It is early on a November morning, and the Runton Estate lies sullen under silver mist. In the East Field, Archibald al-Fantastique is thrashing through the soaking grass in pursuit of mice. They turn too sharply and accelerate too quickly to be in danger of anything other than inconvenience but, elsewhere, other wildlife is less fortunate. I first heard gunfire as a schoolboy outside the Bedford Park Hotel in Streatham, where it made sense. Here, it drifts from German Field where Graham is shooting at something that, given the poor visibility, is either very large, or that he is very close to. For a moment, it occurs to me that he might be shooting himself, and I mention this to ‘Anton’, who emerges from the wet air pushing a surveyor’s wheel with which he has been measuring the East Field, now sporting a smart perimeter fence installed by Joe. By this time, Graham has fired twenty or thirty shots, and if this is indeed a suicide attempt he will be in quite a state. ‘Anton’ points out that Graham is a professional marksman and ‘would be able to Cobain himself straight off’. He is right. Archie’s head appears above the grass. Seconds later he cannonballs after us with what I estimate to be seventeen feet of tongue flapping delightedly behind him, and we leave the field. In violation of the Countryside Code, which states that you should always leave gates open to let the air circulate, I shut this one behind us and we wander off to Joe and Becka’s yurt for tea and toast with their numerous children. It is not yet dawn. I don’t know why we are up so early. God I hate the countryside.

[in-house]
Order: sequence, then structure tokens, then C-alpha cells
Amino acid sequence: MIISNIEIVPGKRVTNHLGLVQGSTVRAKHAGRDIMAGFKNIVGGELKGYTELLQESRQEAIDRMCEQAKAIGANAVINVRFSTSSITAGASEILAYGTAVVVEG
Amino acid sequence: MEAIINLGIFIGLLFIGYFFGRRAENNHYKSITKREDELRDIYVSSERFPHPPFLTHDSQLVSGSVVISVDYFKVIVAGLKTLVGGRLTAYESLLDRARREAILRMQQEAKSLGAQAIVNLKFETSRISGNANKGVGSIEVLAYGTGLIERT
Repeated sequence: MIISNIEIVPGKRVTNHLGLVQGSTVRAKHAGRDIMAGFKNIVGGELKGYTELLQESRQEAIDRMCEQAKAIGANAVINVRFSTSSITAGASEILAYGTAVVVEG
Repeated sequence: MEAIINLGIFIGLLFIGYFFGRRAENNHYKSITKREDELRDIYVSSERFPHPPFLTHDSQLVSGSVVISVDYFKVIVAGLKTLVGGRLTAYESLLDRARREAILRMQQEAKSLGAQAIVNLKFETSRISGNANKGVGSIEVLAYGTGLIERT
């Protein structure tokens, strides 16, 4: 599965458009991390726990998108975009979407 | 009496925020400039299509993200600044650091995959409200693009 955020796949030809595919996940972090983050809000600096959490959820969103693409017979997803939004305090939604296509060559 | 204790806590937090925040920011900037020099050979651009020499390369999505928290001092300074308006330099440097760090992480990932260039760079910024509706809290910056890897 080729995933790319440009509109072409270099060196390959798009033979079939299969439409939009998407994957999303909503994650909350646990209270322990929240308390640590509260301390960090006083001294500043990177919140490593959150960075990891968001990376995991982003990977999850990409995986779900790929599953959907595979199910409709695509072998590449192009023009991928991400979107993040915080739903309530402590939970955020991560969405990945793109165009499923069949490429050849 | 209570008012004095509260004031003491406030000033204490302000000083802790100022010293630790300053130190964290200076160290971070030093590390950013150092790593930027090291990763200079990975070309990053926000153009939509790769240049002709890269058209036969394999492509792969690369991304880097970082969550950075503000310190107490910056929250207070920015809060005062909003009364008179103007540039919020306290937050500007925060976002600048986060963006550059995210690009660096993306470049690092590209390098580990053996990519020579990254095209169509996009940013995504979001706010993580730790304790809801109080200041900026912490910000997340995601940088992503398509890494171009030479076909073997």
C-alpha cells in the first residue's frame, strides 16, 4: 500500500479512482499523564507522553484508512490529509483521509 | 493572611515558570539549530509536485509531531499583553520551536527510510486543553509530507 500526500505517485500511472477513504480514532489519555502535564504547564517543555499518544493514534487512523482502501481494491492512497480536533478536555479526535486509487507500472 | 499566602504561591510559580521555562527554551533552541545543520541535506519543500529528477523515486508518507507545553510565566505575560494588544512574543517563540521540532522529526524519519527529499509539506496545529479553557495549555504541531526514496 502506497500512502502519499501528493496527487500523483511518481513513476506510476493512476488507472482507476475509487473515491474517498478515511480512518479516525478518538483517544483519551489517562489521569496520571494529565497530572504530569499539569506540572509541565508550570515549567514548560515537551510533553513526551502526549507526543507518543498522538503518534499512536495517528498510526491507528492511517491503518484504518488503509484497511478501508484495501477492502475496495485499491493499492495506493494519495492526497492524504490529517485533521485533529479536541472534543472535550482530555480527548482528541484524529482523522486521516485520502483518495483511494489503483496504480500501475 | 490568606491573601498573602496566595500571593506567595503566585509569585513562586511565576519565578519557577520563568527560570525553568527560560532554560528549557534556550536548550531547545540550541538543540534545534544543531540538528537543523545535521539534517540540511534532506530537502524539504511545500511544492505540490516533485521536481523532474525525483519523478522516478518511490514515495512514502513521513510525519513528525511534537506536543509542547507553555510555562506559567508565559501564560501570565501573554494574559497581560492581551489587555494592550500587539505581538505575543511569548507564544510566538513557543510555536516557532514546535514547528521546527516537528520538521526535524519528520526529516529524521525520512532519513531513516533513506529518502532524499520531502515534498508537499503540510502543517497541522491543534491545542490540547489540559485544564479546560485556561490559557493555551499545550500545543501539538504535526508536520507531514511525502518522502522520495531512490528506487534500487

We needed to measure the East Field to see how many Bellwether glamping tents we can fit into it next spring. About thirty, as it goes, raising our overall capacity to eighty, potentially housing four hundred glampers at a time. That amount of middle class people could have as many as three thousand food intolerences and gender issues between them, as well as having to deal with the Hampstead Holocaust – Brexit – so they need a lot of managing. That said, since ‘Anton’ and I commandeered the Runton glamping operation, I have become fond of them, and miss their silly white nonsense tremendously. Feeding them is tricky though, and this is main reason I want to promote self-sufficient glamping. Truthfully, it’s the only option that can be made to work, practically speaking, as I have stated in the Smith Plan for Runton, due to go before the Trustees in March. As you may recall, getting glampers to hunt their own rabbits with Graham’s dogs was briefly considered but rejected as insane; however, their gender-neutral children could pick veg from German Field, under Becka’s supervision. There is nowhere near enough veg for everyone, obviously, but we can always nip in in the middle of the night and plant more from Morrissons. Splendid.